|LI, XIAOBAI - Zhejiang University|
|YAN, WENGUI - Former ARS Employee|
|AGRAMA, HESHAM - Sultan Qaboos University|
|JIA, LIMENG - Zhejiang University|
|MOLDENHAUER, KAREN - University Of Arkansas|
|CORREA, FERNANDO - Rice Tec, Inc|
|WU, DIANXING - Zhejiang University|
Submitted to: Genes and Genomics
Publication Type: Peer Reviewed Journal
Publication Acceptance Date: 2/28/2016
Publication Date: 3/7/2016
Citation: Li, X., Yan, W., Agrama, H., Jackson, A.K., Jia, M.H., Jia, L., Moldenhauer, K., Correa, F., Wu, D. 2016. Genetic analysis of genetic basis of a physiological disorder "straighthead’’ in rice (Oryza sativa L.). Genes and Genomics. doi: 10.1007/s13258-016-0394-6.
Interpretive Summary: Straighthead is a physiological disorder of rice in which the grain does not fill, leaving behind empty panicles with irregular shaped hulls void of any usable rice. In extreme cases the plant may fail to head and yield losses can be as high as 100 %. A variety of factors including high night time temperature, high temperature during seed set, and excess arsenic in the soil may contribute to straighthead. The most widely used strategy to prevent straighthead involves alternate flooding and drying of the rice field during a limited window of time while the rice is growing. However, the alternate flooding and drying cycles is costly for the farmer and can reduce the overall yield. A more cost efficient and environmentally friendly approach relies on growing varieties that are genetically less susceptible to straighthead. Our study used a mapping population to identify two genetic regions that contribute to straighthead resistance. Marker assisted selection can be used to incorporate these genetic regions into future breeding material to generate new rice varieties that confer straighthead resistance.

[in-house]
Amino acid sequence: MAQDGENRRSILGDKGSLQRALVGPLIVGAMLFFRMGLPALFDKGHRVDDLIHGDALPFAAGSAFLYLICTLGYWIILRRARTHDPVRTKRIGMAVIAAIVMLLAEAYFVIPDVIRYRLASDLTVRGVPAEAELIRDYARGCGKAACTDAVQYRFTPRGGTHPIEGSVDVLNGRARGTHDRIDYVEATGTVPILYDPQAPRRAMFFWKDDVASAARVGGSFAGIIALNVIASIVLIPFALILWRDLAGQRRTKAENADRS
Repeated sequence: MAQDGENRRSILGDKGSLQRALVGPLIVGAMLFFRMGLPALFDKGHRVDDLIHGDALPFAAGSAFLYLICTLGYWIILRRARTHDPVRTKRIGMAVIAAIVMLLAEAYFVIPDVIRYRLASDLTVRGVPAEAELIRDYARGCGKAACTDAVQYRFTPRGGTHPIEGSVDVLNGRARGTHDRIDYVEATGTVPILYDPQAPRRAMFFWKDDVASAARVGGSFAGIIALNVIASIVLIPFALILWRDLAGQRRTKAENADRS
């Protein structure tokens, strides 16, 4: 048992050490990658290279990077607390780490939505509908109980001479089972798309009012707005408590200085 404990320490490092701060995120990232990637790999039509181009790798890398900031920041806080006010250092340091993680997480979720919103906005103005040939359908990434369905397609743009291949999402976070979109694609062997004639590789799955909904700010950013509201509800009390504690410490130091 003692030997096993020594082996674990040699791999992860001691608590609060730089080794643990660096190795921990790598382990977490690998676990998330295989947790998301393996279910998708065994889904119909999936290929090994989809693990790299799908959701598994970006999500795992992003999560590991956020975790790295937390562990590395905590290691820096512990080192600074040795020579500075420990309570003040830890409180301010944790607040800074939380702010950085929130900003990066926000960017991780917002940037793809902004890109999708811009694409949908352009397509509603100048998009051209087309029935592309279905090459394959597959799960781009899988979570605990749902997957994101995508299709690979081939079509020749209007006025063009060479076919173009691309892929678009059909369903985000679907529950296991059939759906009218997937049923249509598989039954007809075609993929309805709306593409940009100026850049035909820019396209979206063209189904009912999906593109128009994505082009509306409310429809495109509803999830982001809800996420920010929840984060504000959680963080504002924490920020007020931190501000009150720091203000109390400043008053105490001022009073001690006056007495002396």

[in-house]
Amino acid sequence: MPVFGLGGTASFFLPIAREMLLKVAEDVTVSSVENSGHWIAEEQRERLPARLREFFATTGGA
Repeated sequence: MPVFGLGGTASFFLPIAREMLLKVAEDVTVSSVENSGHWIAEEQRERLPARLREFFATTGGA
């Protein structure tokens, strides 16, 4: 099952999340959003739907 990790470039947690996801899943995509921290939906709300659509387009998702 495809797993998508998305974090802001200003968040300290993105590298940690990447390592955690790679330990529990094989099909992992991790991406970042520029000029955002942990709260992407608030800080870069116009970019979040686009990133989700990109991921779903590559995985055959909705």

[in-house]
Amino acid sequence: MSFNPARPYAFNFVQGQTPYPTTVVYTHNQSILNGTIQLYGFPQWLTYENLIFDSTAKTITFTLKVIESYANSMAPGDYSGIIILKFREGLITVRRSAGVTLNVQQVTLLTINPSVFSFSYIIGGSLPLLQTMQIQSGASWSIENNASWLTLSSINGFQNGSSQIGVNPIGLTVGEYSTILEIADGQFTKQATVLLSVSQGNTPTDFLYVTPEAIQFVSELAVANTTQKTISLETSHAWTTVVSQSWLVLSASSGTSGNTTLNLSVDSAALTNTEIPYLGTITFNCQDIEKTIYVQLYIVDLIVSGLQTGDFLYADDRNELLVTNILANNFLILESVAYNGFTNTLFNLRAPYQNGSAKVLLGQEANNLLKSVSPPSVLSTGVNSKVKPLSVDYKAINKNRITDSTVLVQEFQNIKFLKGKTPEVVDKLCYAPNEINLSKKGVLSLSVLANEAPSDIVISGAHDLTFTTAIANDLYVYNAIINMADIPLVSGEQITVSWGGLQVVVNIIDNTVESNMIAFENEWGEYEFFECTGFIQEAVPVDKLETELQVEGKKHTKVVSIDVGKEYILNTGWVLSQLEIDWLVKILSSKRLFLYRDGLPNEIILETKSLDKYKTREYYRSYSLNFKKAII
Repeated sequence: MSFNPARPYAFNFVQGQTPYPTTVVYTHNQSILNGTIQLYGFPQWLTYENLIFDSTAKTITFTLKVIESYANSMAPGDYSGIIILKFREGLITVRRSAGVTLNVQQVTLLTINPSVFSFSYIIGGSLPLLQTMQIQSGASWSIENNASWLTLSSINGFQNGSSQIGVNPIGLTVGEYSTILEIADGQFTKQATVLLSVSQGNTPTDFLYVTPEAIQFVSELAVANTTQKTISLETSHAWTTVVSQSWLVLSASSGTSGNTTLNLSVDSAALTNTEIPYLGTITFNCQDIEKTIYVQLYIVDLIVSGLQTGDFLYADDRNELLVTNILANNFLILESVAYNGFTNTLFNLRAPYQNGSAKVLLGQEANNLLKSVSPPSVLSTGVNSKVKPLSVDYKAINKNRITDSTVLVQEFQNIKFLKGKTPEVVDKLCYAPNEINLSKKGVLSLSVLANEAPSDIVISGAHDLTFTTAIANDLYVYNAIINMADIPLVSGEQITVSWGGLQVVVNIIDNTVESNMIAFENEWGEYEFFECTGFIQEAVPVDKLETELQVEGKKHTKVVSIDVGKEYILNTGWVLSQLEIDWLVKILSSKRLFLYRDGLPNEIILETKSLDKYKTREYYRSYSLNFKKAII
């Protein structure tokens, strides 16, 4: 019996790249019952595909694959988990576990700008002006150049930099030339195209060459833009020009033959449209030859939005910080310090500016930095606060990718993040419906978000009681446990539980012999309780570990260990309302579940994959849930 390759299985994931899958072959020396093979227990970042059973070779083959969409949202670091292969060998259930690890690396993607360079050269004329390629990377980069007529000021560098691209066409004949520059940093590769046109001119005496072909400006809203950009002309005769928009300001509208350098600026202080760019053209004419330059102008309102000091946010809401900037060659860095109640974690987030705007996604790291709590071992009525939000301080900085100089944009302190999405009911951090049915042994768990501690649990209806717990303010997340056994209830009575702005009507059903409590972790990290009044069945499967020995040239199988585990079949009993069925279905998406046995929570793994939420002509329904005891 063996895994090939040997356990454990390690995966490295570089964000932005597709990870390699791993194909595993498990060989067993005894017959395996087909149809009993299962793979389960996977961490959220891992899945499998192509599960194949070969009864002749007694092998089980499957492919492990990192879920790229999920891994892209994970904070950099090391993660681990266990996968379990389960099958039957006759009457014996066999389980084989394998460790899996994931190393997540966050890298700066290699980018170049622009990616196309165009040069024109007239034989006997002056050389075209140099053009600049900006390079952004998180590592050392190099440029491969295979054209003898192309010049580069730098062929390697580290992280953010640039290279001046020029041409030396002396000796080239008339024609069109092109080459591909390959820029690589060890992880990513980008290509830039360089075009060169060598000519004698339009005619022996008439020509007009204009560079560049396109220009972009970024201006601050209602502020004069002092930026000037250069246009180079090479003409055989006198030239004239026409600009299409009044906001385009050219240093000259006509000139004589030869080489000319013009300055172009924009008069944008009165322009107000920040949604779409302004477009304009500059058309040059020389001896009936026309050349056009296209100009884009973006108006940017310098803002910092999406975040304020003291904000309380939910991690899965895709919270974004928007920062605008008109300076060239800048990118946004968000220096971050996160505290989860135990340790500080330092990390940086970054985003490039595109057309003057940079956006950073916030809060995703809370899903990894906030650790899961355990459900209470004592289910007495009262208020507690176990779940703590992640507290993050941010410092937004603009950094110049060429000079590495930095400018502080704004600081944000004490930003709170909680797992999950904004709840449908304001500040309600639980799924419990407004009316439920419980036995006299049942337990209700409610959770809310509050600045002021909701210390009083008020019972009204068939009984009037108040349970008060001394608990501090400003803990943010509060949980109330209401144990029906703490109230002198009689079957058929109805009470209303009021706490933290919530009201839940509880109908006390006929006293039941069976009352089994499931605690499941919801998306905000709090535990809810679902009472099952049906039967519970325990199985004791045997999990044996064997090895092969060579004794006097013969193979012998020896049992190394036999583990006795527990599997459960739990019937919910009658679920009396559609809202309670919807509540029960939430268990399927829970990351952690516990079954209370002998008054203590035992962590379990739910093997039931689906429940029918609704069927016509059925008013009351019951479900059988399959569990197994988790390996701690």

Technical Abstract: Straighthead is a physiological disorder in rice that causes yield losses and is a serious threat to rice production worldwide. Identification of QTL conferring resistance will help develop resistant cultivars for straighthead control. We conducted linkage mapping to identify QTL involved with straighthead. The study was based on a F2 population developed from a cross between ‘Zhe733(resistant)/R312(susceptible)’. Using phenotypic data of F2 plants and their F2:3 families, two major QTL, qSTH-2 and qSTH-8, were identified using bulked segregant analysis, explaining 11.1 and 28.1 % of the phenotypic variation on chromosome 2 and 8, respectively. The qSTH-2 for straighthead resistance was identified by linkage mapping. qSTH-2 was situated near a QTL responsible for arsenic accumulation. Straighthead is associated with plants that have high amounts of organic arsenic (DMA) in the grain. Additionally, the QTL qSTH-8 was located close to HD5 related with heading date. The close location may be associated with the observation of early heading among straighthead resistant varieties. These findings should be useful for further genetic study of straighthead.